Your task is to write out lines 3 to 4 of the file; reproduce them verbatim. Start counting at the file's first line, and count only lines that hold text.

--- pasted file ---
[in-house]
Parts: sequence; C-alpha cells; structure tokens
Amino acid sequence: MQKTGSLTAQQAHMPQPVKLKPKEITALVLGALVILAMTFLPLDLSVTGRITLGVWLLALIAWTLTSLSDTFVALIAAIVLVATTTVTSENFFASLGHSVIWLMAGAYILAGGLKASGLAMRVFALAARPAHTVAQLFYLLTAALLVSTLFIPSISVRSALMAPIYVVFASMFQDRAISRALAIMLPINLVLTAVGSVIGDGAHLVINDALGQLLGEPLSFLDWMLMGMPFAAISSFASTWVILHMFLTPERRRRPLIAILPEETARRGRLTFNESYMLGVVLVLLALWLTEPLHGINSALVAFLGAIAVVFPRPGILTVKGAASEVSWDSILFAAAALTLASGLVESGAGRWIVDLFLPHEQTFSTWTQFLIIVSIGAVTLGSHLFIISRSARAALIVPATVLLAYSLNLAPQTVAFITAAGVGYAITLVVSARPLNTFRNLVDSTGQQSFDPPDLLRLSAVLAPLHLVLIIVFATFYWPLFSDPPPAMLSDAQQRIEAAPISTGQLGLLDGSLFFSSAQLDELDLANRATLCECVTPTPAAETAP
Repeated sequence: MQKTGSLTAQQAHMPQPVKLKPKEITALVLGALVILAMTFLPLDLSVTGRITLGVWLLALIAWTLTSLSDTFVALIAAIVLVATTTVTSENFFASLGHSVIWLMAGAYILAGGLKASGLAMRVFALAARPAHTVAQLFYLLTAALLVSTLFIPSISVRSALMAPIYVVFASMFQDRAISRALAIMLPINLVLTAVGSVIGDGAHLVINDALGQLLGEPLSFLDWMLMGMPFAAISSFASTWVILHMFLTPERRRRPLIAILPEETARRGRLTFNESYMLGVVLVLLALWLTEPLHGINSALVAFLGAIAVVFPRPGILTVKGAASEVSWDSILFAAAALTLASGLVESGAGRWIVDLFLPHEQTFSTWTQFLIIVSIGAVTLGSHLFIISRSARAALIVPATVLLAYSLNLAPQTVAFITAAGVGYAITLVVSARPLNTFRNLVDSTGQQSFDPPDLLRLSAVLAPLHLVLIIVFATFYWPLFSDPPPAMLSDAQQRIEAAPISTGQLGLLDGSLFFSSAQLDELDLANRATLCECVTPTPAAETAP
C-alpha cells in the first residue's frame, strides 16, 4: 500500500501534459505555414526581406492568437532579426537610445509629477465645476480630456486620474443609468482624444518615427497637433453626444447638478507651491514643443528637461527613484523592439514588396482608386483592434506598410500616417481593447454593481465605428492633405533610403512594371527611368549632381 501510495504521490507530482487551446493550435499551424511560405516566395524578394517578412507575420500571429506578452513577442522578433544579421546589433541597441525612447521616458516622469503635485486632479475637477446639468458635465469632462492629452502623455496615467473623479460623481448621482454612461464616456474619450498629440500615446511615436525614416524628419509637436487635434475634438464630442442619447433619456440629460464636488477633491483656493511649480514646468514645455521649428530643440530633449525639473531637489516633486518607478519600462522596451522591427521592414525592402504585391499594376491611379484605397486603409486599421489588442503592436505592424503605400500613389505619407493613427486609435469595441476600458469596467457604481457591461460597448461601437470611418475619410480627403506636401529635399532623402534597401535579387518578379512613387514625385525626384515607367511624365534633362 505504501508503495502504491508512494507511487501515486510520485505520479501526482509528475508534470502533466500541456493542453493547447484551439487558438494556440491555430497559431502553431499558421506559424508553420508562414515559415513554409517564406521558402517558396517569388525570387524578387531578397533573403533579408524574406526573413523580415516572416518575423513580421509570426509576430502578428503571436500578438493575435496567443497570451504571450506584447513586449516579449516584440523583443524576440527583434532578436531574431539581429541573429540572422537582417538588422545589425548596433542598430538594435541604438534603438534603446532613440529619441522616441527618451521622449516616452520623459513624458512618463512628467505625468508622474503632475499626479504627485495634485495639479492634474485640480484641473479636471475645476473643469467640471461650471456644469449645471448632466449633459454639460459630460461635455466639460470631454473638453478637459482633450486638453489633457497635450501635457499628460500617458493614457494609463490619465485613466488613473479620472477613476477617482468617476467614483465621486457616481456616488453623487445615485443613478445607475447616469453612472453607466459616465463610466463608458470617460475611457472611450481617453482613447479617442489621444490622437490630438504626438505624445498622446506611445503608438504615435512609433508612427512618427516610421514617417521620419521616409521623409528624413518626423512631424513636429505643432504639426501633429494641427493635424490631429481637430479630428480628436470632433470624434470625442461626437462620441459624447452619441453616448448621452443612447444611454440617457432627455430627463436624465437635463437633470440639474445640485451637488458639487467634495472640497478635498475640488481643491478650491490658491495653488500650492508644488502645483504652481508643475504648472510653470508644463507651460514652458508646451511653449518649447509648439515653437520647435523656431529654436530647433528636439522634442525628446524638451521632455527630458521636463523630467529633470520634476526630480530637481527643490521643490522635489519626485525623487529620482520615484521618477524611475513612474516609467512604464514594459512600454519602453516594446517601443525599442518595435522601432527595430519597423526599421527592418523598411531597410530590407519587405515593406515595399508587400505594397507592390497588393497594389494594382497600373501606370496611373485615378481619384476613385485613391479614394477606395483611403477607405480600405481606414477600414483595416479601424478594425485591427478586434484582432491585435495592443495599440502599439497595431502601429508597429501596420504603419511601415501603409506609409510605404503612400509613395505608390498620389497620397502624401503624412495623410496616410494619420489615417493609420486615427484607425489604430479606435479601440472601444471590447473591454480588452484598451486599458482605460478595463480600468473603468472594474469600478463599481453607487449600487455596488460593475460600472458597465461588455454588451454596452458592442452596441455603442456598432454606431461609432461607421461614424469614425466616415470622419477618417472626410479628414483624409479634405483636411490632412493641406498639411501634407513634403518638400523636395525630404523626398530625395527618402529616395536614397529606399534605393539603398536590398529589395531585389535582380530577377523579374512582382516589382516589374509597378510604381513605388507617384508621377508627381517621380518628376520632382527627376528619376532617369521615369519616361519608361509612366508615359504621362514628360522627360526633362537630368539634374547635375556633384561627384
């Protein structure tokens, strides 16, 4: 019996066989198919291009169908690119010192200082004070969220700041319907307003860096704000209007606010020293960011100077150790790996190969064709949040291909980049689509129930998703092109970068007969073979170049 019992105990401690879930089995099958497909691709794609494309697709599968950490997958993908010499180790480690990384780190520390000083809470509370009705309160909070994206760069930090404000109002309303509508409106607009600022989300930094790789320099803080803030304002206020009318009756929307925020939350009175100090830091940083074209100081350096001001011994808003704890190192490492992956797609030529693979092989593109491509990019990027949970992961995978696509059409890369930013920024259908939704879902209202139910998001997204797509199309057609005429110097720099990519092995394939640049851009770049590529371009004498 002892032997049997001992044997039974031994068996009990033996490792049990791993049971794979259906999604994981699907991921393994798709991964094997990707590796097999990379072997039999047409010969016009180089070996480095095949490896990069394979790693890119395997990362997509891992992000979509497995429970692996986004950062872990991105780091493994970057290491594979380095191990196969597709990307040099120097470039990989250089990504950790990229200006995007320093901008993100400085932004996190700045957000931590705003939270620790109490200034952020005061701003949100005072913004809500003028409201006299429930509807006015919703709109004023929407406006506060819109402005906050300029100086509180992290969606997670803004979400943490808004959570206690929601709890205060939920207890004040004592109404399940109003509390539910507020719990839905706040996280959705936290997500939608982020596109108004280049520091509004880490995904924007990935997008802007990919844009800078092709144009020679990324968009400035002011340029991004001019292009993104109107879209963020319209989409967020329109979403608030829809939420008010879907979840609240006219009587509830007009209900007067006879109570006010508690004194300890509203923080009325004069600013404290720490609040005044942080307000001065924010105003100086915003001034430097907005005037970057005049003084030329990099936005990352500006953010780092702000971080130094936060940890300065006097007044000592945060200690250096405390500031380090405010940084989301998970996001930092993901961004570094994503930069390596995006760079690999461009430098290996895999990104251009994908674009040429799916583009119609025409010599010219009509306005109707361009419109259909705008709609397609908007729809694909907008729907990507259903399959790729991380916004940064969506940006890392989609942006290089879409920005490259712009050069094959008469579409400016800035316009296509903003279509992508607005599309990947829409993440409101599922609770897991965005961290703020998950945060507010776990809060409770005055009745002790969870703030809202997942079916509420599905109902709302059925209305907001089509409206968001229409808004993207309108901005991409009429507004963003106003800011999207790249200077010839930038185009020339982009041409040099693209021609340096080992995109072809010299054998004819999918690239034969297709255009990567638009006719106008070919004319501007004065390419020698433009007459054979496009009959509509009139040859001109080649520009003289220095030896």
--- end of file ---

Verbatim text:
Amino acid sequence: MQKTGSLTAQQAHMPQPVKLKPKEITALVLGALVILAMTFLPLDLSVTGRITLGVWLLALIAWTLTSLSDTFVALIAAIVLVATTTVTSENFFASLGHSVIWLMAGAYILAGGLKASGLAMRVFALAARPAHTVAQLFYLLTAALLVSTLFIPSISVRSALMAPIYVVFASMFQDRAISRALAIMLPINLVLTAVGSVIGDGAHLVINDALGQLLGEPLSFLDWMLMGMPFAAISSFASTWVILHMFLTPERRRRPLIAILPEETARRGRLTFNESYMLGVVLVLLALWLTEPLHGINSALVAFLGAIAVVFPRPGILTVKGAASEVSWDSILFAAAALTLASGLVESGAGRWIVDLFLPHEQTFSTWTQFLIIVSIGAVTLGSHLFIISRSARAALIVPATVLLAYSLNLAPQTVAFITAAGVGYAITLVVSARPLNTFRNLVDSTGQQSFDPPDLLRLSAVLAPLHLVLIIVFATFYWPLFSDPPPAMLSDAQQRIEAAPISTGQLGLLDGSLFFSSAQLDELDLANRATLCECVTPTPAAETAP
Repeated sequence: MQKTGSLTAQQAHMPQPVKLKPKEITALVLGALVILAMTFLPLDLSVTGRITLGVWLLALIAWTLTSLSDTFVALIAAIVLVATTTVTSENFFASLGHSVIWLMAGAYILAGGLKASGLAMRVFALAARPAHTVAQLFYLLTAALLVSTLFIPSISVRSALMAPIYVVFASMFQDRAISRALAIMLPINLVLTAVGSVIGDGAHLVINDALGQLLGEPLSFLDWMLMGMPFAAISSFASTWVILHMFLTPERRRRPLIAILPEETARRGRLTFNESYMLGVVLVLLALWLTEPLHGINSALVAFLGAIAVVFPRPGILTVKGAASEVSWDSILFAAAALTLASGLVESGAGRWIVDLFLPHEQTFSTWTQFLIIVSIGAVTLGSHLFIISRSARAALIVPATVLLAYSLNLAPQTVAFITAAGVGYAITLVVSARPLNTFRNLVDSTGQQSFDPPDLLRLSAVLAPLHLVLIIVFATFYWPLFSDPPPAMLSDAQQRIEAAPISTGQLGLLDGSLFFSSAQLDELDLANRATLCECVTPTPAAETAP